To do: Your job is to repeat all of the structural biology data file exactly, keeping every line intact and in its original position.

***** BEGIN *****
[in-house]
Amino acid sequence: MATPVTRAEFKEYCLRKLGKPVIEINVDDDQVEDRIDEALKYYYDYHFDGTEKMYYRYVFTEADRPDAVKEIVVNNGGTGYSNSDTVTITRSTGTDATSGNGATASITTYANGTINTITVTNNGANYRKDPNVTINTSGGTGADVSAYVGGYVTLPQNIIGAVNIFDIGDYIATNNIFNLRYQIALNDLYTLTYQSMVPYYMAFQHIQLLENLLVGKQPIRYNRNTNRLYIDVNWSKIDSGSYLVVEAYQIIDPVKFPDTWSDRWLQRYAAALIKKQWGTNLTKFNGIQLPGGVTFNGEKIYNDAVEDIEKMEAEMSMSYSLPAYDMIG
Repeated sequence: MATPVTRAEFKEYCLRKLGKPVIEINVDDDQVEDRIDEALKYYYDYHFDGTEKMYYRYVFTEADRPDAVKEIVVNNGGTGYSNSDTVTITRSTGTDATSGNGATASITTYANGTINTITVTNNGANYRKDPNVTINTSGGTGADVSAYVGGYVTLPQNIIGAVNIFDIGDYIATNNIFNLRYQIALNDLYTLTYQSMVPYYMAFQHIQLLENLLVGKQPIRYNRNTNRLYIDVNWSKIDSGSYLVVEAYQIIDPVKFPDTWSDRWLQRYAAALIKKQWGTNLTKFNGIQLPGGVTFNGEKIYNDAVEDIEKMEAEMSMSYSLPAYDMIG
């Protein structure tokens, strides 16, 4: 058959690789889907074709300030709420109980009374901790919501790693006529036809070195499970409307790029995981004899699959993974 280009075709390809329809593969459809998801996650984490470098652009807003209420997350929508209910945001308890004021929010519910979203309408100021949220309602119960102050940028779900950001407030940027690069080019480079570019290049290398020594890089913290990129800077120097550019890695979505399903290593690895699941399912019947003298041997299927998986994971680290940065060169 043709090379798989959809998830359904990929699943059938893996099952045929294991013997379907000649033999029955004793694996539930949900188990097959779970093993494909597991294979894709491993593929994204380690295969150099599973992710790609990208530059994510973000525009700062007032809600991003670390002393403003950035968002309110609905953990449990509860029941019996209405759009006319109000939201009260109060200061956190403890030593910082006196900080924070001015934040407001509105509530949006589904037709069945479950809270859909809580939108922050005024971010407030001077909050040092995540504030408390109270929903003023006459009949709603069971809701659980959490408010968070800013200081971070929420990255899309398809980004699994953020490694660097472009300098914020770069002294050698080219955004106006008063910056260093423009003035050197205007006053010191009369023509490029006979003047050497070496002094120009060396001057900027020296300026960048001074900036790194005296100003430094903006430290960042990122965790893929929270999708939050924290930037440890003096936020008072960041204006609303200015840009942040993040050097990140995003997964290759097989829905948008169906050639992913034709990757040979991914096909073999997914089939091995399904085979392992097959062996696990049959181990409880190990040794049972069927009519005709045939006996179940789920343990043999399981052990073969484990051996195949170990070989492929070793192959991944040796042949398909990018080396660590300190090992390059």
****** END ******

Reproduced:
[in-house]
Amino acid sequence: MATPVTRAEFKEYCLRKLGKPVIEINVDDDQVEDRIDEALKYYYDYHFDGTEKMYYRYVFTEADRPDAVKEIVVNNGGTGYSNSDTVTITRSTGTDATSGNGATASITTYANGTINTITVTNNGANYRKDPNVTINTSGGTGADVSAYVGGYVTLPQNIIGAVNIFDIGDYIATNNIFNLRYQIALNDLYTLTYQSMVPYYMAFQHIQLLENLLVGKQPIRYNRNTNRLYIDVNWSKIDSGSYLVVEAYQIIDPVKFPDTWSDRWLQRYAAALIKKQWGTNLTKFNGIQLPGGVTFNGEKIYNDAVEDIEKMEAEMSMSYSLPAYDMIG
Repeated sequence: MATPVTRAEFKEYCLRKLGKPVIEINVDDDQVEDRIDEALKYYYDYHFDGTEKMYYRYVFTEADRPDAVKEIVVNNGGTGYSNSDTVTITRSTGTDATSGNGATASITTYANGTINTITVTNNGANYRKDPNVTINTSGGTGADVSAYVGGYVTLPQNIIGAVNIFDIGDYIATNNIFNLRYQIALNDLYTLTYQSMVPYYMAFQHIQLLENLLVGKQPIRYNRNTNRLYIDVNWSKIDSGSYLVVEAYQIIDPVKFPDTWSDRWLQRYAAALIKKQWGTNLTKFNGIQLPGGVTFNGEKIYNDAVEDIEKMEAEMSMSYSLPAYDMIG
């Protein structure tokens, strides 16, 4: 058959690789889907074709300030709420109980009374901790919501790693006529036809070195499970409307790029995981004899699959993974 280009075709390809329809593969459809998801996650984490470098652009807003209420997350929508209910945001308890004021929010519910979203309408100021949220309602119960102050940028779900950001407030940027690069080019480079570019290049290398020594890089913290990129800077120097550019890695979505399903290593690895699941399912019947003298041997299927998986994971680290940065060169 043709090379798989959809998830359904990929699943059938893996099952045929294991013997379907000649033999029955004793694996539930949900188990097959779970093993494909597991294979894709491993593929994204380690295969150099599973992710790609990208530059994510973000525009700062007032809600991003670390002393403003950035968002309110609905953990449990509860029941019996209405759009006319109000939201009260109060200061956190403890030593910082006196900080924070001015934040407001509105509530949006589904037709069945479950809270859909809580939108922050005024971010407030001077909050040092995540504030408390109270929903003023006459009949709603069971809701659980959490408010968070800013200081971070929420990255899309398809980004699994953020490694660097472009300098914020770069002294050698080219955004106006008063910056260093423009003035050197205007006053010191009369023509490029006979003047050497070496002094120009060396001057900027020296300026960048001074900036790194005296100003430094903006430290960042990122965790893929929270999708939050924290930037440890003096936020008072960041204006609303200015840009942040993040050097990140995003997964290759097989829905948008169906050639992913034709990757040979991914096909073999997914089939091995399904085979392992097959062996696990049959181990409880190990040794049972069927009519005709045939006996179940789920343990043999399981052990073969484990051996195949170990070989492929070793192959991944040796042949398909990018080396660590300190090992390059």